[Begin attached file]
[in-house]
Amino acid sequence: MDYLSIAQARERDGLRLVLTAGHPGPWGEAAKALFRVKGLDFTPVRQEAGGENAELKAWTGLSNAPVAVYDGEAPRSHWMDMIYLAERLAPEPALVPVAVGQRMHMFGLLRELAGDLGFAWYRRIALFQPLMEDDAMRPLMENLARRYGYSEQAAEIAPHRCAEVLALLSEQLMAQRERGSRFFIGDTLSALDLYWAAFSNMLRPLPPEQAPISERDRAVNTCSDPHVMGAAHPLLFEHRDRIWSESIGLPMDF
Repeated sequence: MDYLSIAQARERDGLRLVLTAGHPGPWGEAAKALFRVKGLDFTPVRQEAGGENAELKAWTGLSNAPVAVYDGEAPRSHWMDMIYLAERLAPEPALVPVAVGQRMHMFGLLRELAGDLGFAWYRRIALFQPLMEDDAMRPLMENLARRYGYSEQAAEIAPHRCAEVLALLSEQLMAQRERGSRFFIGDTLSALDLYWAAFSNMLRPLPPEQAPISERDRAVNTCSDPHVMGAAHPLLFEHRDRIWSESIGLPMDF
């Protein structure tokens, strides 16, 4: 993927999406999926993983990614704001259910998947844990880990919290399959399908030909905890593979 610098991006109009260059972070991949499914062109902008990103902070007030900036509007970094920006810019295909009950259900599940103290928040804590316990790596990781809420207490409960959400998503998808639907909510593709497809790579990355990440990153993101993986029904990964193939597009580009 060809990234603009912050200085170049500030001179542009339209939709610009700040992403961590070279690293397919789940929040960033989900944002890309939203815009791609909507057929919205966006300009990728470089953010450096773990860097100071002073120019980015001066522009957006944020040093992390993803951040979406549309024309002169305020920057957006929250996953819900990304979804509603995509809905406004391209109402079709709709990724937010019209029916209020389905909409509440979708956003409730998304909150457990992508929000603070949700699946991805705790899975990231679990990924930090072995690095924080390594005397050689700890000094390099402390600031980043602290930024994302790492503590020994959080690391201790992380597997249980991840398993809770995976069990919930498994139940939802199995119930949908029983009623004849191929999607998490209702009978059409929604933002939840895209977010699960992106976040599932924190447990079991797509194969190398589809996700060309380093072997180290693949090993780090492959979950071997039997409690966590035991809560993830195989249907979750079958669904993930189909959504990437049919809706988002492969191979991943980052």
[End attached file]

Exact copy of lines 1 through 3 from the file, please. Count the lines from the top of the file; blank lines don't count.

[in-house]
Amino acid sequence: MDYLSIAQARERDGLRLVLTAGHPGPWGEAAKALFRVKGLDFTPVRQEAGGENAELKAWTGLSNAPVAVYDGEAPRSHWMDMIYLAERLAPEPALVPVAVGQRMHMFGLLRELAGDLGFAWYRRIALFQPLMEDDAMRPLMENLARRYGYSEQAAEIAPHRCAEVLALLSEQLMAQRERGSRFFIGDTLSALDLYWAAFSNMLRPLPPEQAPISERDRAVNTCSDPHVMGAAHPLLFEHRDRIWSESIGLPMDF
Repeated sequence: MDYLSIAQARERDGLRLVLTAGHPGPWGEAAKALFRVKGLDFTPVRQEAGGENAELKAWTGLSNAPVAVYDGEAPRSHWMDMIYLAERLAPEPALVPVAVGQRMHMFGLLRELAGDLGFAWYRRIALFQPLMEDDAMRPLMENLARRYGYSEQAAEIAPHRCAEVLALLSEQLMAQRERGSRFFIGDTLSALDLYWAAFSNMLRPLPPEQAPISERDRAVNTCSDPHVMGAAHPLLFEHRDRIWSESIGLPMDF